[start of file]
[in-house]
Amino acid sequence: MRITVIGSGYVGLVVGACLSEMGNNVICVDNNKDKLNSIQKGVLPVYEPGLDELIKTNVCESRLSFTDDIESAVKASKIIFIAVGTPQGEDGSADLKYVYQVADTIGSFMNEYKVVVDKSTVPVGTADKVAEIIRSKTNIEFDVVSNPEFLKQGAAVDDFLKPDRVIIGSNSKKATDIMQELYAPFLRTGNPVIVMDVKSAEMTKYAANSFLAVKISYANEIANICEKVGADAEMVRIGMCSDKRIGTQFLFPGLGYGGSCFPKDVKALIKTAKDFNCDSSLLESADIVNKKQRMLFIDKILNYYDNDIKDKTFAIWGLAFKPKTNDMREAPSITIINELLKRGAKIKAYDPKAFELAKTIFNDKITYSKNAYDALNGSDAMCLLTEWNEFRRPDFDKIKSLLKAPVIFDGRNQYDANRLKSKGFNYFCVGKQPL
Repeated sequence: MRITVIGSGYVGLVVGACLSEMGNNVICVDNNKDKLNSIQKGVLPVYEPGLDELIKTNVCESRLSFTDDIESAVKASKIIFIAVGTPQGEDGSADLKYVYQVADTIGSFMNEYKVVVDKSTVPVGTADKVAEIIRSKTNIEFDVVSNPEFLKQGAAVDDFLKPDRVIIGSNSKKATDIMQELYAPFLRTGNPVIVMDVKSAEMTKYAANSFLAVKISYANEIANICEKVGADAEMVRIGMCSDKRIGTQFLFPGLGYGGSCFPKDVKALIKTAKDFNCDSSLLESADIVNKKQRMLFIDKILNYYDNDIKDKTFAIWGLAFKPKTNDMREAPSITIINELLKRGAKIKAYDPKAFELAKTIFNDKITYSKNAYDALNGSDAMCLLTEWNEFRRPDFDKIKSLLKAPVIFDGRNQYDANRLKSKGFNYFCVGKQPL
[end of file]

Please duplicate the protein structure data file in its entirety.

[in-house]
Amino acid sequence: MRITVIGSGYVGLVVGACLSEMGNNVICVDNNKDKLNSIQKGVLPVYEPGLDELIKTNVCESRLSFTDDIESAVKASKIIFIAVGTPQGEDGSADLKYVYQVADTIGSFMNEYKVVVDKSTVPVGTADKVAEIIRSKTNIEFDVVSNPEFLKQGAAVDDFLKPDRVIIGSNSKKATDIMQELYAPFLRTGNPVIVMDVKSAEMTKYAANSFLAVKISYANEIANICEKVGADAEMVRIGMCSDKRIGTQFLFPGLGYGGSCFPKDVKALIKTAKDFNCDSSLLESADIVNKKQRMLFIDKILNYYDNDIKDKTFAIWGLAFKPKTNDMREAPSITIINELLKRGAKIKAYDPKAFELAKTIFNDKITYSKNAYDALNGSDAMCLLTEWNEFRRPDFDKIKSLLKAPVIFDGRNQYDANRLKSKGFNYFCVGKQPL
Repeated sequence: MRITVIGSGYVGLVVGACLSEMGNNVICVDNNKDKLNSIQKGVLPVYEPGLDELIKTNVCESRLSFTDDIESAVKASKIIFIAVGTPQGEDGSADLKYVYQVADTIGSFMNEYKVVVDKSTVPVGTADKVAEIIRSKTNIEFDVVSNPEFLKQGAAVDDFLKPDRVIIGSNSKKATDIMQELYAPFLRTGNPVIVMDVKSAEMTKYAANSFLAVKISYANEIANICEKVGADAEMVRIGMCSDKRIGTQFLFPGLGYGGSCFPKDVKALIKTAKDFNCDSSLLESADIVNKKQRMLFIDKILNYYDNDIKDKTFAIWGLAFKPKTNDMREAPSITIINELLKRGAKIKAYDPKAFELAKTIFNDKITYSKNAYDALNGSDAMCLLTEWNEFRRPDFDKIKSLLKAPVIFDGRNQYDANRLKSKGFNYFCVGKQPL